Many of Door County’s best publications are chapbooks, short booklets written as memoirs. Papa Was a Lighthouse Keeper (2004) is one such gem. It tells the story of Chambers Island Lighthouse Keeper Sam O. Hanson (August 3, 1872 – December 15, 1942). Rich in detail of a bygone era, it alludes to the ways a particular man provided for and loved his children in the context of the early twentieth century.
Sam Hanson was born on a farm near Ephraim and christened at the Ephraim Moravian Church. On December 19, 1903, he married Mary Tostenson from Liberty Grove. Together they had four children.
Papa Was a Lighthouse Keeper is told through the eyes of Sam Hanson’s daughter Doris, the mother of author Karen Anderson Henry. At the time of the story, Sam Hanson was working as Chambers Island’s Assistant Keeper. He was appointed in 1909, at age 37. Within five years, Sam’s wife died. Their two sons worked on the mainland during the summer, but the daughters continued to spend summers on Chambers Island. Jens J. Rollefson, head Lighthouse Keeper, helped with the girls. Rollefson, a gruff but caring red-bearded bachelor who had been a teacher in Norway, appears through out the book.
The Door County Democrat reported that Mary Tostenson Hanson had died at the People’s Hospital in Sturgeon Bay on October 30, 1914. Click here to read the article, scroll down to the end of the issue, page 10. “The death of Mrs. Hanson was entirely unexpected, coming like a bolt from a clear sky. She had been operated upon for appendicitis a couple of weeks before and was apparently getting along nicely.” She passed away suddenly, “the cause given as a blood vessel bursting in the head.” Sam Hanson was left to raise four children, the oldest ten and the youngest just three years old.
Just sixty-four pages with large type, Papa Was a Lighthouse Keeper is a perfect “read-aloud” for children, and a good choice for fluent readers, too. It depicts one summer on Chambers Island, as experienced by Doris and her big sister Sadie. Most chapters – Going Fishing, Wash Day, and Passing Ships – have a light and breezy feel. Doris describes how her father Sam applied cool compresses and taught his girls “how to line their stockings with newspapers to insulate them from the stings of the deer flies.” She remembers catching night crawlers for fishing, and hanging wet towels and clothing on wash day after Sam scrubbed items on the washboard using a “big yellow bar of soap.” The lighthouse inspector visited Chambers Island, too. Before he arrived, Doris and Sadie polished all the brass fittings. The day the inspector arrived, their father insisted they wear their “Sunday organdy dresses” but had them put the dresses on over checkered gingham dresses they already had on. “Papa didn’t have much fashion sense,” remembered Doris.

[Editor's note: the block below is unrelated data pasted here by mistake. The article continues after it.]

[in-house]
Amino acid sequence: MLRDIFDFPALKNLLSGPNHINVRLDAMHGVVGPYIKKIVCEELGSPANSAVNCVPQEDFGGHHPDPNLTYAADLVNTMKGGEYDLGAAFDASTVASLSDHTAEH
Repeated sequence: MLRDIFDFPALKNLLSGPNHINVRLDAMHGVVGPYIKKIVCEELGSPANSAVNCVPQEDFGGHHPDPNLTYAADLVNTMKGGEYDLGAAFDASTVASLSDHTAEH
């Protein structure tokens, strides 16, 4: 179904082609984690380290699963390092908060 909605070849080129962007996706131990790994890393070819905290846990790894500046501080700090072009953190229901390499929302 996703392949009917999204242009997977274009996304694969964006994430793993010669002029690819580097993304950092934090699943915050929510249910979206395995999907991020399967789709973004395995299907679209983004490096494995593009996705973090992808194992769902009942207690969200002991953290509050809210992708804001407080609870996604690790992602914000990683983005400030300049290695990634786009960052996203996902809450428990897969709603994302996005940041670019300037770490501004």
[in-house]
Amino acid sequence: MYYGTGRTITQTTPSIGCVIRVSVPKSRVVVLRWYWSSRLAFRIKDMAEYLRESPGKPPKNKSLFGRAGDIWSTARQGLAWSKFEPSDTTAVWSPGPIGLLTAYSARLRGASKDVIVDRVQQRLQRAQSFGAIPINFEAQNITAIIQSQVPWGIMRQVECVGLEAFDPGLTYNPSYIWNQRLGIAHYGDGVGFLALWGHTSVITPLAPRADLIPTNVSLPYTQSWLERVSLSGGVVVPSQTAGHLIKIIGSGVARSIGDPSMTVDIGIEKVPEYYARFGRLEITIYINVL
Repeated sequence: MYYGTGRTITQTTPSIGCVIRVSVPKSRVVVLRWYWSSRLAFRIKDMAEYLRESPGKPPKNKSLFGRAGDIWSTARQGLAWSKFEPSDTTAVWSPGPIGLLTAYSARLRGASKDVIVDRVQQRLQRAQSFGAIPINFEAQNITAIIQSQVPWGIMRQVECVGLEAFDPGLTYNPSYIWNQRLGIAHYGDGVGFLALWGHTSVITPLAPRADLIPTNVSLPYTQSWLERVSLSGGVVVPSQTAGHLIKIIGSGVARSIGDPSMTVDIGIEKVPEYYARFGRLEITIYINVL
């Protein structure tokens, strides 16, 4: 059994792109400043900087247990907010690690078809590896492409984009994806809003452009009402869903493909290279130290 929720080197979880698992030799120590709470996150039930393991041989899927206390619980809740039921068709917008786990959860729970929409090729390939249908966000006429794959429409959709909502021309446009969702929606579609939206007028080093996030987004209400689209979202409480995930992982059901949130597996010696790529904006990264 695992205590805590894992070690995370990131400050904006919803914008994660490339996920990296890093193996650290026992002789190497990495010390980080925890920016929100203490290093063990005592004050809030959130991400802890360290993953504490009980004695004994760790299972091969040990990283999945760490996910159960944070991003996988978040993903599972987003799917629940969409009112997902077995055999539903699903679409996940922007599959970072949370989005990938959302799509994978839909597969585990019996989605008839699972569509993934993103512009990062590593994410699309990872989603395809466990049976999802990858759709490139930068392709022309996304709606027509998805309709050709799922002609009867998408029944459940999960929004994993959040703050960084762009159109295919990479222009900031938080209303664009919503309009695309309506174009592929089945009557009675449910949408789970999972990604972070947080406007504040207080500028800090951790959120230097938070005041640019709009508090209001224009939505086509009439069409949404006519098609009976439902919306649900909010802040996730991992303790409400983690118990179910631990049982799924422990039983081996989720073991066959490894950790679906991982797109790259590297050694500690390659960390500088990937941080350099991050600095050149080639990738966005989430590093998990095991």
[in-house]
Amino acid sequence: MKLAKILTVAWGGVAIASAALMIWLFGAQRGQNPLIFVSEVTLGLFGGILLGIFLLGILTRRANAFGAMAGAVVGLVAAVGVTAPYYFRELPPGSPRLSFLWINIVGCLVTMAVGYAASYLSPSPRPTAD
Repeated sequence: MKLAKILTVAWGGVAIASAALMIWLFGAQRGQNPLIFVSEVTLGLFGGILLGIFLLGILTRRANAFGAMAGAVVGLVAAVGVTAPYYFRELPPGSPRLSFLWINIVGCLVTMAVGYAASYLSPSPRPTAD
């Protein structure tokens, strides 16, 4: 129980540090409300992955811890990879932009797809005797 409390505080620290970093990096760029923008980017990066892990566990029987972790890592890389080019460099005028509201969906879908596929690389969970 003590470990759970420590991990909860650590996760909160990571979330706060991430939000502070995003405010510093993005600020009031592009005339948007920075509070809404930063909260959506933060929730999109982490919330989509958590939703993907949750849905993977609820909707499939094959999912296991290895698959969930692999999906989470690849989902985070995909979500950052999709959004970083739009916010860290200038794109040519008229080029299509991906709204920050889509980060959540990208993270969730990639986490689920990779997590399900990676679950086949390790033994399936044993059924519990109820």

A few chapters in Papa Was a Lighthouse Keeper hint at more challenging experiences. Child Labor, for example, introduces Doris’ older brothers, who were hired out after their mother died. Arnold worked for a local man building a tourist business and Clifford at a farm. Father Sam’s reaction to finding one of the boys in difficult circumstances reveals much about his efforts to protect his children as best he could.
In her post note (page 63), author Karen Henry Anderson writes, “You might think that my mother, Doris would have emotional problems, after living as a foster child, in multiple homes, with many different families … I believe that as difficult as life was for the family, it was the love of her Papa that sustained her throughout her life … She did know that every summer she would be going to be with her Papa, at the sanctuary of the lighthouse. She knew the love of her father.”
Papa Was a Lighthouse Keeper is available at local libraries and at on-line bookstores like Amazon.
Submitted by Kathleen Harris, EHF Educator.